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 Test Results (PRA-PRCD) (PLL) (DM)

Progressive Rod-Cone Degeneration (PRA-PRCD)
Primary Lens Luxation (PLL)
Canine Degenerative Myelopathy (DM) 

Chinese Crested Progressive Rod Cone Degeneration (PRA-PRCD)

Progressive retinal atrophy (PRA) is a category of different progressive conditions related to ­retinal atrophy that can eventually lead to blindness.  Progressive rod-cone degeneration (PRA-PRCD) is one specific type of PRA that affects many dog breeds.  It is an inherited eye disease with late onset of symptoms that are due to degeneration of both rod and cone cells of the retina.  These cells are important for vision in dim and bright light.  Most dogs begin to show symptoms of the disease at approximately 3-5 years of age that manifests as difficulty seeing at night (night blindness) and loss of peripheral vision.  Although rate of onset and disease progression can vary by breed, PRA-PRCD typically results in eventual loss of sight and complete blindness in affected dogs.  It is important to note that other inherited eye disorders can display similar symptoms to PRA-PRCD.
RESULTS
 CLEAR/NORMAL: These dogs have two copies of the normal gene and will neither develop PRA-PRCD nor pass this mutation to their offspring.

CARRIER/NOT AFFECTED: These dogs have one copy of the normal gene and one copy of the mutation associated with this disease. They will not develop PRA-PRCD and will, if bred, pass the mutation to 50% of its offspring, on average.

AT RISK/AFFECTED: These dogs have two copies of the mutation associated with PRA-PRCD which typically results in complete blindness for most breeds.


Chinese Crested Primary Lens Luxation (PLL)

The lens of the eye normally lies immediately behind the iris and the pupil, and is suspended in place by a series of fibers.  It functions to focus light rays on the retina, in the back of the eye. When partial or complete breakdown of these fibers occur, the lens may become partially or fully dislocated from its normal position.   Lens luxation can occur for several different reasons.  Primary lens luxation is a heritable disease in many breeds and spontaneous luxation of the lens occurs in early adulthood (most commonly 3-6 years of age) and often affects both eyes, although not necessarily at the same time.  Lens luxation can lead to inflammation and glaucoma that can result in painful, teary, red eyes that may look hazy or cloudy. If detected early, surgical removal of the lens can be beneficial. Medical treatment of inflammation and glaucoma in the form of topical and oral medications can relieve much of the discomfort associated with this disease.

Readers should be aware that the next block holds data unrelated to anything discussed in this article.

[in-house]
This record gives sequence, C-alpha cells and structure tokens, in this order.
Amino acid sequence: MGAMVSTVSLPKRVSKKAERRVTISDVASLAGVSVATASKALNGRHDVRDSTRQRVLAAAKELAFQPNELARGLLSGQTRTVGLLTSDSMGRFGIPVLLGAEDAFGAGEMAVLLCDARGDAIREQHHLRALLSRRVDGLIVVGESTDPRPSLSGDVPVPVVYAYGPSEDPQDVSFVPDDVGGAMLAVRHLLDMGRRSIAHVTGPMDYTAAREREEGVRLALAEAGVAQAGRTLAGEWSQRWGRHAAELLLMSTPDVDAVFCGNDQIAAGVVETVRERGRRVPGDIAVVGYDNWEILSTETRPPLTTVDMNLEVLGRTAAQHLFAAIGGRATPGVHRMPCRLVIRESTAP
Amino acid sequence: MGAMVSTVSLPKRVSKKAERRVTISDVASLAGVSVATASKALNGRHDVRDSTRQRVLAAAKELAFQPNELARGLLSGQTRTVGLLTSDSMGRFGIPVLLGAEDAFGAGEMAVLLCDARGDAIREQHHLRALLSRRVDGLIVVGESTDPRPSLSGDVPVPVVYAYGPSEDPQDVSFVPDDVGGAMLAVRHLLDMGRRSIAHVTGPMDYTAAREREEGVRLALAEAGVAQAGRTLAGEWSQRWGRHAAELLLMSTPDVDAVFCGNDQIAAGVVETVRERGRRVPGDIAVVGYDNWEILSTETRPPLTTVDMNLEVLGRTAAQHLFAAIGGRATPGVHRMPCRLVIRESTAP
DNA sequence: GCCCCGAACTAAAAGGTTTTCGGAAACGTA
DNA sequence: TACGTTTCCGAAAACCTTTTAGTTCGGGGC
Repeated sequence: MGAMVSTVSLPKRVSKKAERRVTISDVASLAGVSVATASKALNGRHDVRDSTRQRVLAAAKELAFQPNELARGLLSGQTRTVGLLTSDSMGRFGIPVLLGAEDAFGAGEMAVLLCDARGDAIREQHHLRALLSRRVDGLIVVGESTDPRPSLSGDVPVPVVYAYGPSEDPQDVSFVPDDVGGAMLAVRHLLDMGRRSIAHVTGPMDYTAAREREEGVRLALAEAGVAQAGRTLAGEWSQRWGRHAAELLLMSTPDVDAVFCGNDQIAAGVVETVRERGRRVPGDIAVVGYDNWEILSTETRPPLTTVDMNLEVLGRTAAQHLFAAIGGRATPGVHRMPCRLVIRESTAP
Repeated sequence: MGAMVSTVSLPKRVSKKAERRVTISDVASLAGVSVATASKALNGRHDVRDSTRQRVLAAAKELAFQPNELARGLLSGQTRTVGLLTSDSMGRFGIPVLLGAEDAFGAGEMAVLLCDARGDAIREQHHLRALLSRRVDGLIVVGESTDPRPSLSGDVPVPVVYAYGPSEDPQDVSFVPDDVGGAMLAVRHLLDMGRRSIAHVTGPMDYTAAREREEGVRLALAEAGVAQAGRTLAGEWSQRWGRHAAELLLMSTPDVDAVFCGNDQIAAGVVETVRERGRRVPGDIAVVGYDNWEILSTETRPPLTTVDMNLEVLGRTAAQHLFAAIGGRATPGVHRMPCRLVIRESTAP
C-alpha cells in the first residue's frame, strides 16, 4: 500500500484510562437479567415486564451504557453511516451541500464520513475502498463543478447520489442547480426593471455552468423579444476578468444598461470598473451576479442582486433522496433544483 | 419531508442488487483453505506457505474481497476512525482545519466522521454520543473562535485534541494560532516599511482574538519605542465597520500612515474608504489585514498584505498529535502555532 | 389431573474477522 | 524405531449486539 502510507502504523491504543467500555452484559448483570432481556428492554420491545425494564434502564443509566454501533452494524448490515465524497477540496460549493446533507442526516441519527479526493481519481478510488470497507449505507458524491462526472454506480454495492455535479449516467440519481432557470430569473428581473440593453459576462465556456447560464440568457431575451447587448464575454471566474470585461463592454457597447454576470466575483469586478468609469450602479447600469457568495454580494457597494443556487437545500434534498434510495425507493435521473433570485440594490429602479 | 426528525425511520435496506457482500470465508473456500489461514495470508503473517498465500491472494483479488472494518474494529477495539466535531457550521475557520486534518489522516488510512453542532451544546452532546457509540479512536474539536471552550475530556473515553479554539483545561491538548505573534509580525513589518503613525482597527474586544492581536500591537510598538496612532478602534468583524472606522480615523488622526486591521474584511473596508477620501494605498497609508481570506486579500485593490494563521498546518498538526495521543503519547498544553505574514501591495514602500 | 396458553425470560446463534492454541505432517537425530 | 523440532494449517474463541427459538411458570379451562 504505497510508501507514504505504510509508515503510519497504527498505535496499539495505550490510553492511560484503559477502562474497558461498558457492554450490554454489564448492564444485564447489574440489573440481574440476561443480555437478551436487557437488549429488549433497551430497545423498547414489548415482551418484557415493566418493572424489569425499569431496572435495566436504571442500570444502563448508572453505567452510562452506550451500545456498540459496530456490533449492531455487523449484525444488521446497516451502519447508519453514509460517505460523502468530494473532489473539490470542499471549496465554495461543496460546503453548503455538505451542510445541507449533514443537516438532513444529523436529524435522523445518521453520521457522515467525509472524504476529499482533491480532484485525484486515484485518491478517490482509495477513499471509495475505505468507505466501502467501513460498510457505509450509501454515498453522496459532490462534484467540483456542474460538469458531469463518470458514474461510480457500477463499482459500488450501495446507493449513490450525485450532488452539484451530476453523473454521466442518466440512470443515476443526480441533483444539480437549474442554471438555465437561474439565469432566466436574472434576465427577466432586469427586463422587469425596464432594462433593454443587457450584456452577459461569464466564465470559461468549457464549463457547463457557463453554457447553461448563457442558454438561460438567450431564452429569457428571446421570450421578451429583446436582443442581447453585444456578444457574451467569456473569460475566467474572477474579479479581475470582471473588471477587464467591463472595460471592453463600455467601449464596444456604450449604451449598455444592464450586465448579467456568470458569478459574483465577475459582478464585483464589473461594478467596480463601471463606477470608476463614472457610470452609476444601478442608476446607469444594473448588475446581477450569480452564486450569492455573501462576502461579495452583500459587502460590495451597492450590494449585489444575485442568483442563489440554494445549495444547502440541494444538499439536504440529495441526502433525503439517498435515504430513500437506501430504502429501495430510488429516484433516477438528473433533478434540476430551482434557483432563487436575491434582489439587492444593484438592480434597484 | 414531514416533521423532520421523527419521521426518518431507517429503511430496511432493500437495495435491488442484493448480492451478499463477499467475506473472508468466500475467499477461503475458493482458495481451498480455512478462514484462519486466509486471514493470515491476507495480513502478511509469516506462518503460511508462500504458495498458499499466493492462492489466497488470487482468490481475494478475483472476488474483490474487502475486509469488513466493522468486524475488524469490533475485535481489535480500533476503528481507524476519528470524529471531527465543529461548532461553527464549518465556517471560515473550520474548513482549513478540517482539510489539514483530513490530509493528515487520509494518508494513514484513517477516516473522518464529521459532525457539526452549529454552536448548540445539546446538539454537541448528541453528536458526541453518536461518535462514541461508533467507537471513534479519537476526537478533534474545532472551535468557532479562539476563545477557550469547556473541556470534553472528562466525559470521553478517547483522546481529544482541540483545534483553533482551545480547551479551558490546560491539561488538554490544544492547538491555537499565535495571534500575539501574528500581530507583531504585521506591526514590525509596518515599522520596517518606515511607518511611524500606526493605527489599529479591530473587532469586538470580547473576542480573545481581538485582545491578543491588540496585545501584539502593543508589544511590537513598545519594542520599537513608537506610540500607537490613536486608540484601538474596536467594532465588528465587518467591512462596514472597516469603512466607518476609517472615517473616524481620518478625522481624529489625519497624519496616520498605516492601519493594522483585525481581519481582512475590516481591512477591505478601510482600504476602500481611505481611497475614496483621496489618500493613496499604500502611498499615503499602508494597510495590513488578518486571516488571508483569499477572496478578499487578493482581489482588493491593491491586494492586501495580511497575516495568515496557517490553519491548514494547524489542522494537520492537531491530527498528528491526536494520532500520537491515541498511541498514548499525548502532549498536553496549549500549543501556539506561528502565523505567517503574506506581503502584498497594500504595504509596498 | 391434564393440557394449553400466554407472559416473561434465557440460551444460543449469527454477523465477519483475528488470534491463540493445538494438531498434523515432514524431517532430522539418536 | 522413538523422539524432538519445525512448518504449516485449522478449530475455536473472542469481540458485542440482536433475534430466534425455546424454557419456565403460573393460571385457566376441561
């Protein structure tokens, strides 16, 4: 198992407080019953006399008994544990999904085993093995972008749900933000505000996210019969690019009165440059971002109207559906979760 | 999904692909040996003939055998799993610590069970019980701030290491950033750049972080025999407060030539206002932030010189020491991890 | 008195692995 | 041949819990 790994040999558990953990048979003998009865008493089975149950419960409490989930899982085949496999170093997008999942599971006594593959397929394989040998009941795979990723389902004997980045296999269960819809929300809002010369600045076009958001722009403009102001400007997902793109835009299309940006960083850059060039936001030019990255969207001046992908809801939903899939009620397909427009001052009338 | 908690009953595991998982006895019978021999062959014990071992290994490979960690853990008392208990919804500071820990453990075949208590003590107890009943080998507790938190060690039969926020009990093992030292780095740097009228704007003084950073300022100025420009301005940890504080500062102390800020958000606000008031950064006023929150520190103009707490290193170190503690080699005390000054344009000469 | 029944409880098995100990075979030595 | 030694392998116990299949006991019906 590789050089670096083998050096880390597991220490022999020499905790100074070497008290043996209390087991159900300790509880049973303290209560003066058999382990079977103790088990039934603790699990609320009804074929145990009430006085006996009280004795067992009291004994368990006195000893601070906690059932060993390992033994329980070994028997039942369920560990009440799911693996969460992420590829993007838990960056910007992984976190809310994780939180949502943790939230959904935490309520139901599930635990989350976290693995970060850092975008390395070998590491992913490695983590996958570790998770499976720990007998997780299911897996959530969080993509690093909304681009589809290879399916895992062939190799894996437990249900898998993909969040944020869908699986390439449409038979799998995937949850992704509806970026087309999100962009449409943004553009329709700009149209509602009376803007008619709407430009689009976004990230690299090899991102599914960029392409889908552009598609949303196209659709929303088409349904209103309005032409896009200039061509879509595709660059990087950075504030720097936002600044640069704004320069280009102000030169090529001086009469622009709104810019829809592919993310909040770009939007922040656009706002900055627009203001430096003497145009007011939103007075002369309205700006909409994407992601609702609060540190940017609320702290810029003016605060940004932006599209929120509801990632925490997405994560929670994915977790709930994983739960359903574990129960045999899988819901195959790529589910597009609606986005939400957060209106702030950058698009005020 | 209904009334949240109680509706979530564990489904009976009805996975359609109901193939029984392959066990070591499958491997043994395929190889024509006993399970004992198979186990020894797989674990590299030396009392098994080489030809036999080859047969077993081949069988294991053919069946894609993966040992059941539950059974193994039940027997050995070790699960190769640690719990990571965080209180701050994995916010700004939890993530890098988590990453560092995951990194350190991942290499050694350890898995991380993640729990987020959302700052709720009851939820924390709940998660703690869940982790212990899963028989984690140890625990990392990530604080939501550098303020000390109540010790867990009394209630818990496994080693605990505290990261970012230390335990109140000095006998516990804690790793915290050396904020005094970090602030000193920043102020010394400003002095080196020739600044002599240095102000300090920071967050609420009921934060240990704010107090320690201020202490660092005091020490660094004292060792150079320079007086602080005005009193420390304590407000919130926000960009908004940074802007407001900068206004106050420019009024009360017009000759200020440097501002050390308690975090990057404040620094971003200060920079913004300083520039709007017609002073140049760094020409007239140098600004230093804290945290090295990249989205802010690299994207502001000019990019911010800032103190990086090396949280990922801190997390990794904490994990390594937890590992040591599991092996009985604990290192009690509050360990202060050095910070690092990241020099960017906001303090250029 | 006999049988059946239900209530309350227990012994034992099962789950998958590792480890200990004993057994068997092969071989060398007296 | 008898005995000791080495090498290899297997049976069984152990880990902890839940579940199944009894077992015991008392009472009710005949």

RESULTS

CLEAR/NORMAL: These dogs have two normal copies of DNA. Research has demonstrated clear dogs will not develop PLL as a result of the mutation, although it is possible they might develop PLL due to other causes, such as trauma or the effects of other, unidentified mutations.

CARRIER/NOT AFFECTED: These dogs have one copy of the mutation and one normal copy of DNA. Research has demonstrated that carriers have a very low risk of developing PLL. The majority of carriers do not develop PLL during their lives but a small percentage do. Current estimates are that between 2% – 20% of carriers will develop the condition.

AT RISK/AFFECTED: These dogs have two copies of the mutation and will almost certainly develop PLL during their lifetime. It is advised that all genetically affected dogs have their eyes examined by a veterinary ophthalmologist every 6 months, from the age of 18 months, so the clinical signs of PLL are detected as early as possible.


There are six different kinds of mating that could take place ignoring the sex of parents. These are shown below with expected proportions of progeny.​